A 92-year-old Milford man is being recognized at last for his role in the 1945 discovery of a large cache of Nazi gold and treasures in a German salt mine.
Truthfully, if Richard Mootz wasn’t such a skirt-chaser, the discovery may never have happened.
“I was just trying to meet girls,” he said.
It was April 6, 1945, as the Allies were putting the finishing touches on their campaign against the Axis. Then 20-year-old Mootz was a military policeman in the small central-Germany town of Merkers. A curfew had been imposed, and two women had been caught on the streets in the early morning hours.
Mootz was called to assist because he could speak German. He found they had been out to see a midwife and drove them home.
“They were very friendly, and I found out they were from near my mother’s hometown in France,” Mootz said. “While we were driving I saw these tall chimneys and I was curious as to what kind of factory it was. They said it was a salt mine, and I was surprised there was such a big installation for a salt mine.”
After talking some more, the women revealed to him that a few months earlier a train had come to town, and every able-bodied person had to help move Nazi gold and other valuables into the mine.
“I went to tell the boys, I said, ‘Hey, let’s go check out this salt mine, there’s a bunch of stuff down there,’ but they were all playing cards and thought I was crazy,” Mootz said. “So I went down to division headquarters and made a report.”
The next day, the U.S. Army entered the mine. According to Prologue, the official magazine of the National Archives, the stunned soldiers found 3,682 bags and cartons of Germany currency, 80 bags of foreign currency, 8,307 gold bars, 55 boxes of gold bullion, 3,326 bags of gold coins, 63 bags of silver, one bag of platinum bars, eight bags of gold rings and 207 bags and containers of Nazi loot that included valuable artwork. Found among the treasure were items stolen from victims of the Holocaust, including everything from wedding bands to gold teeth.
Over the years following the war, most of the treasure was returned to the countries from which it came. More was returned after the Cold War ended, but some of it disappeared after records were mysteriously lost. In the mid-nineties, there was an effort to determine just how much gold belonging to Holocaust victims was in the cache. In 1997, 5.5 tons of confiscated gold, worth about $60 million, was donated to the Nazi Persecution Relief Fund to aid Holocaust survivors.
Mootz gets his due
Both of Mootz’s parents emigrated to the United States, where they met, married and raised a family in Wilmington’s Richardson Park area. Mootz’s father was German-born; his mother was from Obernai, France.
Growing up, being half-German was tough.
“Was my childhood good? Yes and no,” he said. “The hatred for Germans ... was so energized back then.”
Mootz was drafted at age 18, just as the Allies were gaining momentum in WWII. He survived the D-Day invasion of France on June 6, 1944.
“Tracer bullets light up so you can see ’em, and I had some go by me,” he recalled. “I could feel the heat; they were within inches of me at Normandy. I was lucky I didn’t get hit.”
While the bullets missed Mootz, the bombs didn’t. He still has shrapnel in his leg from that day.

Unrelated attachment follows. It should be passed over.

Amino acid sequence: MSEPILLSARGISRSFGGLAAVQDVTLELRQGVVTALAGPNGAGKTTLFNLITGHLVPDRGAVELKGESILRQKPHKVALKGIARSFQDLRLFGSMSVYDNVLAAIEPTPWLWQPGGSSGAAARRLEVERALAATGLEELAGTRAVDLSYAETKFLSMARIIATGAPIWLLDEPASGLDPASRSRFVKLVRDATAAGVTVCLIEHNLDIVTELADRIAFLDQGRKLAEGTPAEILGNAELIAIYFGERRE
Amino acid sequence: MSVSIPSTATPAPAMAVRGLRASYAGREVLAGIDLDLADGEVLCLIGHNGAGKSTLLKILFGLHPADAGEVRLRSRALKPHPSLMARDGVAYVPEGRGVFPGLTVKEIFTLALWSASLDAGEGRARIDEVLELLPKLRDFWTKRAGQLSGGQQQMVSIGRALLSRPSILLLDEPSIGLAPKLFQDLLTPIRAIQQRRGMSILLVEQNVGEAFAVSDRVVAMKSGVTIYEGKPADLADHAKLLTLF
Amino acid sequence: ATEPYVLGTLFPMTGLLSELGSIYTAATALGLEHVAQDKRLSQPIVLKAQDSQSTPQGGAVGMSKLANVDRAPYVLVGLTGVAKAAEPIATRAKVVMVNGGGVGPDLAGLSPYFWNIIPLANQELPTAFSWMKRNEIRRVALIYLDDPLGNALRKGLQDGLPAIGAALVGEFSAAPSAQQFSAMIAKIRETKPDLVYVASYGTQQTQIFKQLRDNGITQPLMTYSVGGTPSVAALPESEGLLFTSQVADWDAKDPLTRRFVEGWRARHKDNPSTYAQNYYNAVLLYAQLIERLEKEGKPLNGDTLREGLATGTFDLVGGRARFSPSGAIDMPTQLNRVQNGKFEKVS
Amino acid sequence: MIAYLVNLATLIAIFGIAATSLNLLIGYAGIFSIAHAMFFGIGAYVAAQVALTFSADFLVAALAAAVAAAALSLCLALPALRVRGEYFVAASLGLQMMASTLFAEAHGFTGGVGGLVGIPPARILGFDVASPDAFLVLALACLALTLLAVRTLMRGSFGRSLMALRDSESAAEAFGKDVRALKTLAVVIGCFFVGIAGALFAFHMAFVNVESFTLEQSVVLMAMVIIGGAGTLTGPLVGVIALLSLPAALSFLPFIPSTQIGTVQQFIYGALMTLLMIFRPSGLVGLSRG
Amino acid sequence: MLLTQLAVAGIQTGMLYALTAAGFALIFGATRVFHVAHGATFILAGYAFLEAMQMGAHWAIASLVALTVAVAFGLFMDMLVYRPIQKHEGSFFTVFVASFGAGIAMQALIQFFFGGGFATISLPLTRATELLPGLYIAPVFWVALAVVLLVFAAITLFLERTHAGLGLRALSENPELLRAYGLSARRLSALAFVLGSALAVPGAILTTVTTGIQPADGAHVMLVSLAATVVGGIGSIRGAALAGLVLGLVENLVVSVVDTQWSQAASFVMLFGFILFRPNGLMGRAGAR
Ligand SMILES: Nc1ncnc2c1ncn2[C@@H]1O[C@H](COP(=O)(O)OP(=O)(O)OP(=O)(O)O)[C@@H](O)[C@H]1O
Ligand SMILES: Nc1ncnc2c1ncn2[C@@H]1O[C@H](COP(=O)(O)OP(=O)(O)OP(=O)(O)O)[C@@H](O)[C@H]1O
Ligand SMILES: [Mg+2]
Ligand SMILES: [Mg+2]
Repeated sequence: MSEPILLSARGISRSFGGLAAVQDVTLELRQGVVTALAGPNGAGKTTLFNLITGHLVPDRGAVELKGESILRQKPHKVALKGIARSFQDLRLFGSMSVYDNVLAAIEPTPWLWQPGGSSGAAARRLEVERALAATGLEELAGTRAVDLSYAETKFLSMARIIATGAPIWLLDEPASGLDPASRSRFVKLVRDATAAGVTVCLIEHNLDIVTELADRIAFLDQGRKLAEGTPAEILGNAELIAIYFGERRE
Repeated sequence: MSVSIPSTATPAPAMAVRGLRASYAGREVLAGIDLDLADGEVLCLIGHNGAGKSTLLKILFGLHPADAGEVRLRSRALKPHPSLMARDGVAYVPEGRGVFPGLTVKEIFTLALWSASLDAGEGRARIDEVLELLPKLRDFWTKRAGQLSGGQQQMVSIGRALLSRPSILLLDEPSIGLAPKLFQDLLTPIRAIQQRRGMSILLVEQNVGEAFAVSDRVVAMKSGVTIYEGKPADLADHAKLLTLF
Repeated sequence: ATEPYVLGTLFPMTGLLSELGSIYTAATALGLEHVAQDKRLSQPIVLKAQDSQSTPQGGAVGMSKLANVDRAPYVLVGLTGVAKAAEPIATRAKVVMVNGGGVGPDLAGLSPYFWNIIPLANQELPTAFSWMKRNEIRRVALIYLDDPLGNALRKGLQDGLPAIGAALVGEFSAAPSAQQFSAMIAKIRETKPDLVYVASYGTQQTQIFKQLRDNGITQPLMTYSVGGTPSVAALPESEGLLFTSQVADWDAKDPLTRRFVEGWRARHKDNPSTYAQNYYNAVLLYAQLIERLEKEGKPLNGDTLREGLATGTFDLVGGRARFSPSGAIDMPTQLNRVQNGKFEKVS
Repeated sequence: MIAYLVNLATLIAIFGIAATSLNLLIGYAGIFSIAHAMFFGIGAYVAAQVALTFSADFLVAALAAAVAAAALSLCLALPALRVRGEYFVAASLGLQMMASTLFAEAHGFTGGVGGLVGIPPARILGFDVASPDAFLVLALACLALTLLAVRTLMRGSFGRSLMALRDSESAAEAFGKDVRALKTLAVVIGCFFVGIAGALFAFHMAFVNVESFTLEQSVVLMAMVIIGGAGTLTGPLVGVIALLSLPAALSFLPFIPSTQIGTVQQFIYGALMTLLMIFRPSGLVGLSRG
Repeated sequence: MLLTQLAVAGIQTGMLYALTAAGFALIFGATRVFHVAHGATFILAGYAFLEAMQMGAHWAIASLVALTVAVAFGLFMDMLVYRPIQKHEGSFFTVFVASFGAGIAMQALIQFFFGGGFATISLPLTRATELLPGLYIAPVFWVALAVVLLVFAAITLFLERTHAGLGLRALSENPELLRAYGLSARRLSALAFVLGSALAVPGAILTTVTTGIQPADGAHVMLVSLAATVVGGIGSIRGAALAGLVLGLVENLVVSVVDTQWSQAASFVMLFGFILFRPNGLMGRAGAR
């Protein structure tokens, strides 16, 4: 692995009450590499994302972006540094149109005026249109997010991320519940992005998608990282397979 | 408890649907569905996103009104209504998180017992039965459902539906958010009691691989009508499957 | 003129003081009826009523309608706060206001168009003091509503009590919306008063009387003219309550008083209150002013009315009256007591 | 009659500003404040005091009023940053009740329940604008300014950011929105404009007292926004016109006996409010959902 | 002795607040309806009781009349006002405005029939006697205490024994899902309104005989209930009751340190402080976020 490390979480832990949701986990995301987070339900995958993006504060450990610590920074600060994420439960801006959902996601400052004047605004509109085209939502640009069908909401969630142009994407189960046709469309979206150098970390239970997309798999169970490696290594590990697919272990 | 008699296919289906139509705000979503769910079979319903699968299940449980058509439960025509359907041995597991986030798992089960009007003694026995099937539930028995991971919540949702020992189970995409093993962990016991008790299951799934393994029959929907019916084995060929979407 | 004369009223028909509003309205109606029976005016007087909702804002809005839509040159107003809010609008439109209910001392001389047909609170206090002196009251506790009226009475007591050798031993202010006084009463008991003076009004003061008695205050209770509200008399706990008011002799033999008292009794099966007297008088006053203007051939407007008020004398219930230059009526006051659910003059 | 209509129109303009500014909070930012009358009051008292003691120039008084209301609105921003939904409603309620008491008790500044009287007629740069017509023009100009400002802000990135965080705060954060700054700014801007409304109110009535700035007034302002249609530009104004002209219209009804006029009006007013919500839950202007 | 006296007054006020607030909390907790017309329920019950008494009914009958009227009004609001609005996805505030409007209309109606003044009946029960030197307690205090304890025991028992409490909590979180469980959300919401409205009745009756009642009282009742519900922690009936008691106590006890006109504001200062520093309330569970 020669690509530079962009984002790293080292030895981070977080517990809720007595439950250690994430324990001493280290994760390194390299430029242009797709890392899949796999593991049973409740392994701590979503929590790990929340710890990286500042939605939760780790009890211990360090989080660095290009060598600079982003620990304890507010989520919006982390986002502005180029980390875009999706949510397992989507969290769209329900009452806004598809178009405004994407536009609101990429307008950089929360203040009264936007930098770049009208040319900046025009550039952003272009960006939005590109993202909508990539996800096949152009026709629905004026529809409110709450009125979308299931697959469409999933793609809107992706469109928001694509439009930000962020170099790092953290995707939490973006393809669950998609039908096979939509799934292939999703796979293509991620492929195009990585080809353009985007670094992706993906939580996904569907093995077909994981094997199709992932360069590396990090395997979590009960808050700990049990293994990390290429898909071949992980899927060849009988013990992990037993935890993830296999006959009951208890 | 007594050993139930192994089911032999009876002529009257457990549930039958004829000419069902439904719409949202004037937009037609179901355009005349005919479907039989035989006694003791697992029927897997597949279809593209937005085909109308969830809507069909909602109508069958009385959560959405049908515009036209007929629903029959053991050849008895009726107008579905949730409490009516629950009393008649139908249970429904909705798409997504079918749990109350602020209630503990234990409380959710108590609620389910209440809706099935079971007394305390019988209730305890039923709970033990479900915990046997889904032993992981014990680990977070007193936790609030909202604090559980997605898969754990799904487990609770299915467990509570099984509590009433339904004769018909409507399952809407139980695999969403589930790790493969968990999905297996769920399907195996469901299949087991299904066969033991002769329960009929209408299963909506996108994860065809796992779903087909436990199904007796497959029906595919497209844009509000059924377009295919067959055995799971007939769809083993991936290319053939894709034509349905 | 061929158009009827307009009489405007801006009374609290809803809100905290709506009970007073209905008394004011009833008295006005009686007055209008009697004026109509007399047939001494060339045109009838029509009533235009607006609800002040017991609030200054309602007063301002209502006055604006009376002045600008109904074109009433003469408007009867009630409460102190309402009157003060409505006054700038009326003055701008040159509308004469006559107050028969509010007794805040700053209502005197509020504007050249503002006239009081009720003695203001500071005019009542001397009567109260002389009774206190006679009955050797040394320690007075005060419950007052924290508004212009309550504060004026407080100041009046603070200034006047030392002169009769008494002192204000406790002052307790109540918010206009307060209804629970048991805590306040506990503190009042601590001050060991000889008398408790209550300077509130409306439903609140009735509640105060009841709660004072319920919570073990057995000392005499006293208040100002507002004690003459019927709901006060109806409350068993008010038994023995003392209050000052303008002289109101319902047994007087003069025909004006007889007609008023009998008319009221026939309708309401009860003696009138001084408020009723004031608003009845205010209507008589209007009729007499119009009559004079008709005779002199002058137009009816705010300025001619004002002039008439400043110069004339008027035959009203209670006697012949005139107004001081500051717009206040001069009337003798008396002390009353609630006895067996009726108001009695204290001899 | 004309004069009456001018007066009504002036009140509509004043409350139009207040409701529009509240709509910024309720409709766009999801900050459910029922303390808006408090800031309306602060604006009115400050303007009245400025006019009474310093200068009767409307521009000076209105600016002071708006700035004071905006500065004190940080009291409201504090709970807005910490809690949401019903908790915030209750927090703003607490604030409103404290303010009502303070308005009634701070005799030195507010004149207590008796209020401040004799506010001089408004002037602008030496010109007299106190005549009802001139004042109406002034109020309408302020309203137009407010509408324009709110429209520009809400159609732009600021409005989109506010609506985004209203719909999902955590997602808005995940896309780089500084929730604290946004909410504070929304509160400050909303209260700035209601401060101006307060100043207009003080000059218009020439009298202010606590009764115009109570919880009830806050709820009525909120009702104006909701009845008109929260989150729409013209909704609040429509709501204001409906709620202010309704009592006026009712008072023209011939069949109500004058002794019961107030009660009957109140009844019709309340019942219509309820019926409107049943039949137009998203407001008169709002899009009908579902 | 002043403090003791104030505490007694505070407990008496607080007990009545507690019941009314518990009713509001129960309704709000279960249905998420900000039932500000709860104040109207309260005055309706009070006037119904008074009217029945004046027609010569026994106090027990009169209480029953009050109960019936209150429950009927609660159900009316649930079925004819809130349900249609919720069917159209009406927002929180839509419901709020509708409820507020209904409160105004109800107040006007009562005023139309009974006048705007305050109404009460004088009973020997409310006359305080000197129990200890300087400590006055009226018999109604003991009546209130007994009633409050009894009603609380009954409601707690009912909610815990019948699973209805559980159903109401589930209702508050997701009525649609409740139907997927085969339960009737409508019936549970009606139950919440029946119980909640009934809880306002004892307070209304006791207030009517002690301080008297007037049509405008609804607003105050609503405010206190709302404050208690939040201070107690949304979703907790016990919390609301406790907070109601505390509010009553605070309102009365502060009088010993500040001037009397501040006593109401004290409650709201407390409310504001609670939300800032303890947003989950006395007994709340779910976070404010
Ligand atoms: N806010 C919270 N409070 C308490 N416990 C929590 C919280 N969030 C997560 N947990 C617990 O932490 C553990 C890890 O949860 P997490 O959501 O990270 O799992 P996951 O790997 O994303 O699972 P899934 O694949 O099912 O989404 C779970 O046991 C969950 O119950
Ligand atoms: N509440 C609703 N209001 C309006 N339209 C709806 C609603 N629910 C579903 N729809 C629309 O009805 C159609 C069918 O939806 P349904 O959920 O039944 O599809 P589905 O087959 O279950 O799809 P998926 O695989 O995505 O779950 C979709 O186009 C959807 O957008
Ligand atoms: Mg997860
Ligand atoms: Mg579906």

After U.S. troops crossed the German border, Mootz’s cursed German roots quickly became a blessing.
“Because I could speak German, I became an interpreter,” he said. “That changed my whole life in the army.”
When the war ended, Mootz returned to Delaware, settling in Sussex County. He married and had four children, all girls. An experienced carpenter and machinist, Mootz worked a variety of jobs, including supervising a lumber treatment plant for American Engineering.
“He’s been claiming this story happened forever,” said his daughter, Maida Graves. “But they only declassified it recently.”
After forgotten records of the Merkers treasure came to light in the ’90s, recognition began to trickle in.
“The Monuments Men” movie, costarring, written and produced by George Clooney, was released in 2014. The modestly successful film finally made famous the work of the Allies’ Monuments, Fine Arts, and Archives detachment, art experts tasked with saving artistic and cultural treasures looted by the Nazis. Those experts would tend to the treasure in the salt mine, discovered partially in thanks to Mootz’s intel. The film, however, only mentioned the American soldier that got the ball rolling.
However, in February of this year, BriteSpark Films came calling. The British production company was making a documentary television series about the looting of Europe and North Africa by the Nazis in WWII, and wanted to get information on the Merkers treasure from the horse’s mouth. They filmed their conversation with Mootz, and “Hunting Nazi Treasure” is set to air in the United Kingdom and Canada this summer. A U.S. broadcast date is to be announced.
The state House of Representatives presented him with a tribute April 6, 72 years to the day after Mootz drove those two women out after curfew back home, to commend his role in the discovery.
“We recognize this exceptional individual for his outstanding service to his country while serving in the United States Army,” said Rep. Harvey Kenton, R- 36. “Private Mootz assisted the ‘Monuments Men’ in the discovery of a massive collection of gold, silver, artwork and German currency. This was the remaining paper currency and gold reserves of the Nazi regime. Hence, this discovery bankrupted the German Army, bringing an earlier end to the war.”
Today, Mootz resides at Milford Place, an assisted living residence off Route 113. He appears much younger and healthier than his age would suggest. His room is filled with WWII memorabilia and books, and he’s always eager to chat about the era.
He doesn’t think much has changed since then, especially in terms of world leaders.
“It’s just like always,” he said. “They’re all pretty crazy.”